The Art of Cheerfulness

Artist McLaughlin's manner carries over into his work

Even though it's a weekday, Phoenix Art Museum is packed. I'm there with an artist, and an internationally acclaimed artist at that, but the crowds aren't there to see his work. They've turned out in the thousands to see the works of Norman Rockwell. Sculptor Larry McLaughlin and I haven't gone there to look at the paintings; we're there for lunch.

McLaughlin does, however, share in the admiration of the Americana painter. "I was looking at photographs of some of the stuff he did in a catalogue, and it was amazing," he says. "It might seem funny, someone who does the kind of stuff I do saying that, but it really was amazing."

The reason it might seem funny is that Larry McLaughlin's work is just about as physically dissimilar to Rockwell's as could be imagined. Most of his more noted sculptures are large figures, vaguely human in shape -- potbellied torsos and limbs -- but with a rough mud-doll texture. They look to me like human beings crossed with radishes, and as we sit down to lunch in the PAM Cafe, I make bold enough to tell him so.

Larry McLaughlin
Larry McLaughlin

He laughs good-naturedly at the description, and if he's offended he doesn't show it. It's hard to imagine McLaughlin being offended by anything. He's an ebulliently cheerful person. He may be in a better mood than anyone I've ever met. A woman I know says McLaughlin reminds her of Mary Tyler Moore: He can turn the world on with his smile.

She's right -- our waitress seems harried as she gives us our menus, but within seconds McLaughlin has her wrapped around his finger, teasing and trading quips with her as if they're old school chums. We both order prickly pear iced tea, from which the waitress promises she will carefully skim out all the spines.

I don't know art, but I don't have a moment's doubt that McLaughlin's a major talent, because he's the opposite of the brooding, intense poseur-artist. If he wasn't the Real Thing, the art community never would have been able to take this big, bespectacled, effusively genial man with his sweet toothy grin seriously.

His manner shows up in his work, too. His art -- most popular in France and in Northern California, though examples of it may be seen locally in the permanent collection on the grounds of Shemer Art Center -- does share with Rockwell's a vibrant, amused, life-affirming sensibility.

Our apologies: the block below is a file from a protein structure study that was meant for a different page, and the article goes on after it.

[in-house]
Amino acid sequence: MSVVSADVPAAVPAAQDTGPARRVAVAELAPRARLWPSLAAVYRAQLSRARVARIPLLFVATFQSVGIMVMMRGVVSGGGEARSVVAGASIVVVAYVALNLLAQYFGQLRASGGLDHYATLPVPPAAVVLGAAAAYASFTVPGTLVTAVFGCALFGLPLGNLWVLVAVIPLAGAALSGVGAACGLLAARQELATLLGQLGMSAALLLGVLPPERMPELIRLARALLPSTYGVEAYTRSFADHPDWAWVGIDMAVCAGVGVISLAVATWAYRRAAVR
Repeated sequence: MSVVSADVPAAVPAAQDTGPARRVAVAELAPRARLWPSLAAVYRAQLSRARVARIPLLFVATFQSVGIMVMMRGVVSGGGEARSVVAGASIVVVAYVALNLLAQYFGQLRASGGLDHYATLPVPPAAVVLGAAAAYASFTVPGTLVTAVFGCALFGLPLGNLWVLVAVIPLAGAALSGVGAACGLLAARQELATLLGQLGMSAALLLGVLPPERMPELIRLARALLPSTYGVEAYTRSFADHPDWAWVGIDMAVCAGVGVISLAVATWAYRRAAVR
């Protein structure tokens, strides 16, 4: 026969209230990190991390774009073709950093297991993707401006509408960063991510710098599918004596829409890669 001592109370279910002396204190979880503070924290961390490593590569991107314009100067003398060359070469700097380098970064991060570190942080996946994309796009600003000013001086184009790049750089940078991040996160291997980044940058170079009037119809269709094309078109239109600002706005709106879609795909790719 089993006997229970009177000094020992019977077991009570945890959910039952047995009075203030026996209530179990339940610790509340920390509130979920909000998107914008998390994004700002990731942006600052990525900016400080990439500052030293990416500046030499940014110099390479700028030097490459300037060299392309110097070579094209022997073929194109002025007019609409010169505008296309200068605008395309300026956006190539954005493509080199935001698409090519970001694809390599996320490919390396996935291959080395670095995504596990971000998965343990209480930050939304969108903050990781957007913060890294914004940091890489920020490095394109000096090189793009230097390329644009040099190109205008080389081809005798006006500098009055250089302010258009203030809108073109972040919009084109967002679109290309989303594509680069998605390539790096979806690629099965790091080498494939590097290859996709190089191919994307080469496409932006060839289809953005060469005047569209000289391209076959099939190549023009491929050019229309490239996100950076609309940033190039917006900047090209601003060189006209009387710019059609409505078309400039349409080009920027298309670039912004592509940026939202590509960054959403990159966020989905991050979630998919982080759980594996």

McLaughlin decides on the meat loaf sandwich. "I want something squashy," he declares gleefully. "I want meat! I have to eat meat, 'cause I'm leaving the country next week. I have a client in San Francisco, and she's going to be over there, too, and I'm meeting her in Geneva. And she said to me, 'You've got to eat as much meat as you can while you're in the States!' She said she won't eat any meat in Europe because of Mad Cow Disease."

He's managed to make the meat loaf sandwich sound like such a national blessing that I can't help it -- I order the same thing. After the waitress leaves, I ask McLaughlin how he stays so upbeat.

"To tell you the truth, I do yoga," he says. "I've done it ever since I was at UC-Santa Cruz; in those days, at Santa Cruz, you could just about major in yoga. That was one of the best things about it, is you didn't have to do sports, you know, those sports where you have to knock everybody over. You could just do yoga."

McLaughlin went to the University of California at Santa Cruz after growing up on a family farm in the small town of Litchfield, Minnesota -- the accent can still be heard in his vowels. Accordingly, he says, his influences include "a lot of Minnesota kitsch. I remember when I was about 10 years old, I went with my family to an auction, and I got a lamp that was a female figure. And I put it in the backyard with water coming out of its head. That was my first fountain, I guess."

He left Bullwinkle country behind for college. By majoring in art history and French studies, McLaughlin was able to spend a lot of time bumming around Europe, soaking up art. "Santa Cruz is such an independent school that every year I could pretty much make up my own proposal for a class," he says. He did design work for a firm in London, and in 1985 was accepted to the prestigious Ecole Nationale Superieure des Beaux Arts (First National School for Fine Arts) in Paris.

"They charge you nothing to go to this school; they provide you with all the materials. You're in a socialist country. And you get to exhibit in the school's own gallery, which is right in downtown Paris. It's like, even though you're a student, you're taken seriously as an artist. That's what gave me the courage to keep doing this."

We get our meat loaf sandwiches, served with French fries, onion and a special ketchup. We've both requested mayonnaise on the side, and the waitress, who now seems to count McLaughlin among her dearest friends, has been happy to oblige. McLaughlin takes a bite of his sandwich, and with characteristic reserved understatement leans toward me across the table and says, "Mmmmmmmmmmmm!"

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